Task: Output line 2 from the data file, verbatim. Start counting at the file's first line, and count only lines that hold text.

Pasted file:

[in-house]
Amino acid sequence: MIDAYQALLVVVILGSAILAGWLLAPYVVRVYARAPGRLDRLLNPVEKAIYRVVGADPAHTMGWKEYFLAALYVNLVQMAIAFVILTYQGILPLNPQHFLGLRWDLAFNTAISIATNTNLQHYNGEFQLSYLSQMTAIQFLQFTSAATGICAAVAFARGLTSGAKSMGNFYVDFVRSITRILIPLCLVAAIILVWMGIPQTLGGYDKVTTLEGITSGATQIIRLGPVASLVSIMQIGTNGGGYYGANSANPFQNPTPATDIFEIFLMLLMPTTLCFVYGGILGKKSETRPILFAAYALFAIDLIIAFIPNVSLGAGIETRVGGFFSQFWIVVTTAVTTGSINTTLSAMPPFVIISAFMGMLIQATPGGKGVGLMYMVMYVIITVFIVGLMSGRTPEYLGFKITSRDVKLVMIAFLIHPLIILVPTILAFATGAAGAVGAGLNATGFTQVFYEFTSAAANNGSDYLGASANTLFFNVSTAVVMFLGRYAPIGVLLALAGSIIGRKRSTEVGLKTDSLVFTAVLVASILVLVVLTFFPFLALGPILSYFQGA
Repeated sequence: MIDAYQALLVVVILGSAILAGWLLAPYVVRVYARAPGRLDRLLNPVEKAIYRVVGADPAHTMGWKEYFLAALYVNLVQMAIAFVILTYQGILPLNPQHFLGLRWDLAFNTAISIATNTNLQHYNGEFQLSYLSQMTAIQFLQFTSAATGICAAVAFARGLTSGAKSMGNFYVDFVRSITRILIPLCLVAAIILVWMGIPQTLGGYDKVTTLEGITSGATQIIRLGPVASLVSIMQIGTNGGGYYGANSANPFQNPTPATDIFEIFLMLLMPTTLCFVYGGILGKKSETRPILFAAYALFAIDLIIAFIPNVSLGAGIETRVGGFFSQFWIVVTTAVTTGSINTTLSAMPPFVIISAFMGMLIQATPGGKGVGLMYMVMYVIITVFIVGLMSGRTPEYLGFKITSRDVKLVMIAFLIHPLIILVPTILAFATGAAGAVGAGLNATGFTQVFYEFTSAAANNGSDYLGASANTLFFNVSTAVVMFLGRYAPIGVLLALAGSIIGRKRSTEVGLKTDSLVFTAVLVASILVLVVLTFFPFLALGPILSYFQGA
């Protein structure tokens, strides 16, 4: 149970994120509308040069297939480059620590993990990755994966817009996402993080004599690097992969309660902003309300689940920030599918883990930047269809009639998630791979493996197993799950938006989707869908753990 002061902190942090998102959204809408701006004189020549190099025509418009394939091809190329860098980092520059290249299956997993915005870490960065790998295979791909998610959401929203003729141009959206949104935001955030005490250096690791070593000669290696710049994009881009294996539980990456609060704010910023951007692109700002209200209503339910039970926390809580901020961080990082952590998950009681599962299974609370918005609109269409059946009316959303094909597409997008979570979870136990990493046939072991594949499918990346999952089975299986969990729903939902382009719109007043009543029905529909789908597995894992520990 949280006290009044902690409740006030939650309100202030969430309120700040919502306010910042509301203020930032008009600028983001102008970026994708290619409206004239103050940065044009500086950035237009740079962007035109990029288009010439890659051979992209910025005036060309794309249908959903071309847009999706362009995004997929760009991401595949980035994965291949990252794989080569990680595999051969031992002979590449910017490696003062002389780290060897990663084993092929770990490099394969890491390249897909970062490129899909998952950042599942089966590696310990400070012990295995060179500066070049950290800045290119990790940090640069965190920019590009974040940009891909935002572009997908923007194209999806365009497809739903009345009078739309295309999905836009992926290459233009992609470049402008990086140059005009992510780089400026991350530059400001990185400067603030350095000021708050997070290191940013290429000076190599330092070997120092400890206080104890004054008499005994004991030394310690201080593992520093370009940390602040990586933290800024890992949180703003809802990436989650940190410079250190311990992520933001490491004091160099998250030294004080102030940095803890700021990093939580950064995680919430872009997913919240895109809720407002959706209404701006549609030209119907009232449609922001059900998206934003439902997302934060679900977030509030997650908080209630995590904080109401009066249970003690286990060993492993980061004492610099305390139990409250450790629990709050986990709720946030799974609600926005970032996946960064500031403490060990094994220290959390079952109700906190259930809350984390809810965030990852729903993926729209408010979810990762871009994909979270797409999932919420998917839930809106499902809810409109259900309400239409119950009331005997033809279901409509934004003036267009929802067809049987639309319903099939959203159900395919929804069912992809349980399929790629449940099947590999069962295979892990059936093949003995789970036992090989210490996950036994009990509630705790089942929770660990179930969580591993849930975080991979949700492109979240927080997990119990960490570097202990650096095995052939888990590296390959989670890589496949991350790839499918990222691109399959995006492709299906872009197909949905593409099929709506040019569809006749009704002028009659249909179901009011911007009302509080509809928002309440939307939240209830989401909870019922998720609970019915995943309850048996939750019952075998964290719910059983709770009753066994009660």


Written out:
Amino acid sequence: MIDAYQALLVVVILGSAILAGWLLAPYVVRVYARAPGRLDRLLNPVEKAIYRVVGADPAHTMGWKEYFLAALYVNLVQMAIAFVILTYQGILPLNPQHFLGLRWDLAFNTAISIATNTNLQHYNGEFQLSYLSQMTAIQFLQFTSAATGICAAVAFARGLTSGAKSMGNFYVDFVRSITRILIPLCLVAAIILVWMGIPQTLGGYDKVTTLEGITSGATQIIRLGPVASLVSIMQIGTNGGGYYGANSANPFQNPTPATDIFEIFLMLLMPTTLCFVYGGILGKKSETRPILFAAYALFAIDLIIAFIPNVSLGAGIETRVGGFFSQFWIVVTTAVTTGSINTTLSAMPPFVIISAFMGMLIQATPGGKGVGLMYMVMYVIITVFIVGLMSGRTPEYLGFKITSRDVKLVMIAFLIHPLIILVPTILAFATGAAGAVGAGLNATGFTQVFYEFTSAAANNGSDYLGASANTLFFNVSTAVVMFLGRYAPIGVLLALAGSIIGRKRSTEVGLKTDSLVFTAVLVASILVLVVLTFFPFLALGPILSYFQGA